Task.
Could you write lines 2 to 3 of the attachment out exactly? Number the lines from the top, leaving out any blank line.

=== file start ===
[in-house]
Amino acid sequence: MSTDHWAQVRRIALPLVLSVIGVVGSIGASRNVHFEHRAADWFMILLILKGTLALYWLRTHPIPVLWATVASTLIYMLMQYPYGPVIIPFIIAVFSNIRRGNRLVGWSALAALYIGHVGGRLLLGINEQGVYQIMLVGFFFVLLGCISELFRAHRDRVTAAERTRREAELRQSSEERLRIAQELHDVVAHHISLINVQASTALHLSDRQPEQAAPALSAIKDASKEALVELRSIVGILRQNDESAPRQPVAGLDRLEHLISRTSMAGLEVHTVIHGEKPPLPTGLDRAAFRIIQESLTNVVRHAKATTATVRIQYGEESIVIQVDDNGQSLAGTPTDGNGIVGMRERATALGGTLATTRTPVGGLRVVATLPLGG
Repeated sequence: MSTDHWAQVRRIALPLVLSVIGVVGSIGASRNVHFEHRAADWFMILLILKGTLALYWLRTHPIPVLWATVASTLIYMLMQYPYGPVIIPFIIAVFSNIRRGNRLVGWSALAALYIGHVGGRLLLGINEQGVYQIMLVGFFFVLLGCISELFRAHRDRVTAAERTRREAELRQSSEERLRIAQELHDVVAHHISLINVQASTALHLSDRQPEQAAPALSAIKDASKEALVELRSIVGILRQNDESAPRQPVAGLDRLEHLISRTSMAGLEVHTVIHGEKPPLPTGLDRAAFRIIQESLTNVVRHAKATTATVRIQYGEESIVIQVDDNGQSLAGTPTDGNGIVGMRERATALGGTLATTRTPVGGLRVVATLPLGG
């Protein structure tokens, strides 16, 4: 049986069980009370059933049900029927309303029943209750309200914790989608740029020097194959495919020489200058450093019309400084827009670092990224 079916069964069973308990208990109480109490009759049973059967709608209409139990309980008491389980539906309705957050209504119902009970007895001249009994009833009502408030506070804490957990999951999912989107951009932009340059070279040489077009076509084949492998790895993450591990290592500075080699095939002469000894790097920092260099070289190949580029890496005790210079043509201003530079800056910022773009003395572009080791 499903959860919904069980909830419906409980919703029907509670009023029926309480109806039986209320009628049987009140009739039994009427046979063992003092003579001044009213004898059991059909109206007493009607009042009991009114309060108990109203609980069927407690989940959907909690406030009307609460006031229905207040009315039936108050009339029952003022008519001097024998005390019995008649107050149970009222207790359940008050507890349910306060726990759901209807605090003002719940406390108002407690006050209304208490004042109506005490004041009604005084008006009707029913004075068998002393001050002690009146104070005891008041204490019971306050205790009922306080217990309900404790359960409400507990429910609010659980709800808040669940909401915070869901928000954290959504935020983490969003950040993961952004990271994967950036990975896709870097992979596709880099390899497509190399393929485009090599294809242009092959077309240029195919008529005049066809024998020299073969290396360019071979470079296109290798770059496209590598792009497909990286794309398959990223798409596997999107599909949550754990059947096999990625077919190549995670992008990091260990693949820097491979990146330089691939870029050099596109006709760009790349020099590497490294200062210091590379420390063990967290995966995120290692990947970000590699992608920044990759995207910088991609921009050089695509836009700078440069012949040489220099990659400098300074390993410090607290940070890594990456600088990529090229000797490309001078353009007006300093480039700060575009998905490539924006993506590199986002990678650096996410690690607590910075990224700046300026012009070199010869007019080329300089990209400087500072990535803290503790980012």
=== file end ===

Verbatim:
Amino acid sequence: MSTDHWAQVRRIALPLVLSVIGVVGSIGASRNVHFEHRAADWFMILLILKGTLALYWLRTHPIPVLWATVASTLIYMLMQYPYGPVIIPFIIAVFSNIRRGNRLVGWSALAALYIGHVGGRLLLGINEQGVYQIMLVGFFFVLLGCISELFRAHRDRVTAAERTRREAELRQSSEERLRIAQELHDVVAHHISLINVQASTALHLSDRQPEQAAPALSAIKDASKEALVELRSIVGILRQNDESAPRQPVAGLDRLEHLISRTSMAGLEVHTVIHGEKPPLPTGLDRAAFRIIQESLTNVVRHAKATTATVRIQYGEESIVIQVDDNGQSLAGTPTDGNGIVGMRERATALGGTLATTRTPVGGLRVVATLPLGG
Repeated sequence: MSTDHWAQVRRIALPLVLSVIGVVGSIGASRNVHFEHRAADWFMILLILKGTLALYWLRTHPIPVLWATVASTLIYMLMQYPYGPVIIPFIIAVFSNIRRGNRLVGWSALAALYIGHVGGRLLLGINEQGVYQIMLVGFFFVLLGCISELFRAHRDRVTAAERTRREAELRQSSEERLRIAQELHDVVAHHISLINVQASTALHLSDRQPEQAAPALSAIKDASKEALVELRSIVGILRQNDESAPRQPVAGLDRLEHLISRTSMAGLEVHTVIHGEKPPLPTGLDRAAFRIIQESLTNVVRHAKATTATVRIQYGEESIVIQVDDNGQSLAGTPTDGNGIVGMRERATALGGTLATTRTPVGGLRVVATLPLGG